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Album review Scottish albums

Arab Strap

Where do we start with this one… probably the most anticipated comeback album of many recent years…

Hot on the heels of last week’s number one UK chart placing for Mogwai’s new album, some other battle-hardened veterans break cover for some Rock Action album action, after quite a long break.

The duo bade farewell with their final live shows in 2006, but a ‘one-off’ gig to celebrate Nice’n’Sleazy’s 20th birthday gave some hope that the duo just might work together in the future.

And yes, a mere five years later we were treated to the highly enjoyable reunion shows of 2016 (and probably best ever Arab Strap live band work). These led to Aidan Moffat and Malcolm Middleton getting back in the studio at Chem19 with the legendary producer that is Paul Savage to see if the old magic still worked – and deciding that it did.

Recorded largely before lockdown, this album – their first since 2005’s ‘The Last Romance’ – was made by just those three individuals, as was the band’s first, all these years ago…

Obviously Arab Strap have aged, and have got even darker in their concerns… The original formula remains largely the same, some beats, Malcolm on the guitar and Aidan intoning whatever subject matter has percolated to the surface…

After the magnificent opener ‘The Turning Of Our Bones‘ (as with all three singles, previously-reviewed), ‘Another Clockwork Day’ appears to cover the subject of middle-aged men and “stuff” on the internet, seeking more than just a cheap online thrill… The tropes of an illicit encounter are updated for the cyber age, with some lovely horns (missus), exciting but ultimately regretful… The observational lyrics are spot on (or so BM is told!).

Compersion Pt. 1‘ (look it up!) is another middle-aged but worn fantasy while ‘Bluebird’ gives us a classic Strap backbeat and guitar line while the chorus is moving, a slow build as Strap tracks often are – Aiden’s sotto voce narration is better than ever, speaking of lost love, or unattainable love, or something…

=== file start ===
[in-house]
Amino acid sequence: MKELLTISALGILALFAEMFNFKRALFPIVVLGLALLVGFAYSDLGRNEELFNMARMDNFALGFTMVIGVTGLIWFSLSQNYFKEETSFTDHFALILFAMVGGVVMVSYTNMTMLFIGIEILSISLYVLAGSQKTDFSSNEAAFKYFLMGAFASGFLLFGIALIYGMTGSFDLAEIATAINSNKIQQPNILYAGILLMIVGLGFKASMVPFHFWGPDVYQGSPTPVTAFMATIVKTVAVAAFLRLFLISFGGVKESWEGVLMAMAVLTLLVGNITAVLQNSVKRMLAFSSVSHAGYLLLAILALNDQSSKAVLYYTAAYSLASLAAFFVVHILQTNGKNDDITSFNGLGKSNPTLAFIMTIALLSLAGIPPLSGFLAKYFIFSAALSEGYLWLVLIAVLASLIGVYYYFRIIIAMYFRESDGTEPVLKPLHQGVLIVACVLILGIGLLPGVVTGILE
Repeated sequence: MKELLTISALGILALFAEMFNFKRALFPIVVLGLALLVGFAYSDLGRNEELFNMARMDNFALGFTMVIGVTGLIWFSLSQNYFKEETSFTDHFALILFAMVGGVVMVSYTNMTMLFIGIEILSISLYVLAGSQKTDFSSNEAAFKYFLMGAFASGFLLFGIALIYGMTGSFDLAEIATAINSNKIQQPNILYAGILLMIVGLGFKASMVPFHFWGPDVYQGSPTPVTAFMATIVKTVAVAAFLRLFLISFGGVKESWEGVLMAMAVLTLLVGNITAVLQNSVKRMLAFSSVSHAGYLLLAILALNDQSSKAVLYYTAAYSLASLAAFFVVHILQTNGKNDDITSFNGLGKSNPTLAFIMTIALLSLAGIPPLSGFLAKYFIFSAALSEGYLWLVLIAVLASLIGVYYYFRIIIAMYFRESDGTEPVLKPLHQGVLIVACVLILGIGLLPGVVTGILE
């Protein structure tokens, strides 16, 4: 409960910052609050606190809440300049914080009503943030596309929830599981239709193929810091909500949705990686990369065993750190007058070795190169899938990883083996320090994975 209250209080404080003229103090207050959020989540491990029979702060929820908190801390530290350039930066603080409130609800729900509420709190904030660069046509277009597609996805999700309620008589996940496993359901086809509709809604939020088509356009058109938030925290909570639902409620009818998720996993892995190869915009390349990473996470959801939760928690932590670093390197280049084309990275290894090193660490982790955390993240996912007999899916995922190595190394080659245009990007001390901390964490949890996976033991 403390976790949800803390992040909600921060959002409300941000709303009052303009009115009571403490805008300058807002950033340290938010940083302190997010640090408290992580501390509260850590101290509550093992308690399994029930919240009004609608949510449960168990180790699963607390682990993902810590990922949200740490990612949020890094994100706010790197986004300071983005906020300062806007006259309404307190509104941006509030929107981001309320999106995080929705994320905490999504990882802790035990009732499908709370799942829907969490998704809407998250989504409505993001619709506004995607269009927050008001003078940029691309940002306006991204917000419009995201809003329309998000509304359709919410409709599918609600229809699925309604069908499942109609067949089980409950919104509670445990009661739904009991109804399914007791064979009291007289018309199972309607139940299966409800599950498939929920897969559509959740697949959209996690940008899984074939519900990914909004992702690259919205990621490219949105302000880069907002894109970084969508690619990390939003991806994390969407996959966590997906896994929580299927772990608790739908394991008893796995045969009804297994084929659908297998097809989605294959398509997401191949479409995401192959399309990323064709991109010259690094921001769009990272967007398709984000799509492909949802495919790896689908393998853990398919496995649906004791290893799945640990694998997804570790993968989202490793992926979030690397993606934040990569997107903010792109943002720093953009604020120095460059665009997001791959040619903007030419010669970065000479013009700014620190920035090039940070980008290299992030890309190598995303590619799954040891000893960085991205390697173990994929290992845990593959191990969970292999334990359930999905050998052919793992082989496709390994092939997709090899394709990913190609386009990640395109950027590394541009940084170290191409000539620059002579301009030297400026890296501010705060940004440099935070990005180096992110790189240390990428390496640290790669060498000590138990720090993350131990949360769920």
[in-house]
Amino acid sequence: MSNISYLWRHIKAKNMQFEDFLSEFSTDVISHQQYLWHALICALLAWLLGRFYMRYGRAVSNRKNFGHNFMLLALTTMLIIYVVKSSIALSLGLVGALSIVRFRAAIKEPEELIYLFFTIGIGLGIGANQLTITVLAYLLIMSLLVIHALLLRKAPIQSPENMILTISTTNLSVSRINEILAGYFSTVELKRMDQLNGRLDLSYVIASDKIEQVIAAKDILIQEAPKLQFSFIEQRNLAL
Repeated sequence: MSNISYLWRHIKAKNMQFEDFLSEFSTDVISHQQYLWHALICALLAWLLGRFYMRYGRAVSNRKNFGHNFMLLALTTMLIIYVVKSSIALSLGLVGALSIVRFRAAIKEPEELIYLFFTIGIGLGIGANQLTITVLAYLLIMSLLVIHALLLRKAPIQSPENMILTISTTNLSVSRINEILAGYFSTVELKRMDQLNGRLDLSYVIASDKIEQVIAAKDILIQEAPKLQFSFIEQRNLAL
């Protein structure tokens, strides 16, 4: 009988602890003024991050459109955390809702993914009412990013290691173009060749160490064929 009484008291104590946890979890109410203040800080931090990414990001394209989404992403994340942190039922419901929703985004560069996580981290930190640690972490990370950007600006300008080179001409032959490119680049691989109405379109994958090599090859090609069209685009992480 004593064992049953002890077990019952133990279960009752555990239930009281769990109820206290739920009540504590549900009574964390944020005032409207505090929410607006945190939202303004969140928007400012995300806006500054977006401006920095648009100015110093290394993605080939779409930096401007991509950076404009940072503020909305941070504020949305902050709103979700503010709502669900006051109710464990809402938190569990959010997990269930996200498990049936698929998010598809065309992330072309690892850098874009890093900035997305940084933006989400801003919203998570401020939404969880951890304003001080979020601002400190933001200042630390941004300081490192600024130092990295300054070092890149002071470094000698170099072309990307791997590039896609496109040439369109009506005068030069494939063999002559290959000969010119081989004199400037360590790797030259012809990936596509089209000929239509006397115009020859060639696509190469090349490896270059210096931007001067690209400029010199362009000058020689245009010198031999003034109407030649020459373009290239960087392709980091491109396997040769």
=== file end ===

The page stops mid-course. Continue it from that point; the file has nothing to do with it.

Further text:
‘Kebablyon’ (what a fun title!) follows, and introduces some electric guitar and strings – darker than ever, more tales of secret lives, and a killer chorus, more horn action, like early Roxy Music on tonic wine… As with so many of these songs, the listener is made complicit in the misdemeanours and desperation…

‘Tears On Tour’ has an amazing synth intro and is about grown men crying, for many reasons – it is horrendously moving, one of the best confessional lyrics Aidan has done, whether true to life or not… The guitar again here is just breathtaking, simple but deadly effective…

Here Comes Comus!‘ is another belter, while ‘The Fable of The Urban Fox’ – great synths, soaring strings and talking animals… what is not to like! Unfortunately it does not have a happy ending…

‘I Was Once A Weak Man’ uses strings again in another seedy tale – “sometimes he wonders if he could have been on the telly – he really is that good…” – of a downmarket lothario… who may be is “getting too old for this…” “But Mick Jagger does it…” – (er, guys – that’s Jagger’s lawyer on the phone…)

The penultimate tune, ‘Sleeper’, is the longest on the album, and is a tribute to ye olde Glasgow to London overnight train – is it just pure nostalgia, in this new age…? Could be, it’s certainly very evocative – “Keep on rolling…”

Closer ‘Just Enough’ is sparse and final – and mentions the album’s title phrase “As Days Get Dark” – it may or may not be about the daily grind and routine of a long term relationship, as everybody gets old. The songwriting here is just sublime, placing everyday mundanity alongside searing emotion, in a way that Aidan has always done, but this has to be one of the best yet…

There is not one weak track here. It is an astounding comeback from one of Scotland’s most unlikely and eccentric combos. This may well be their best album and for BM this could be album of the year…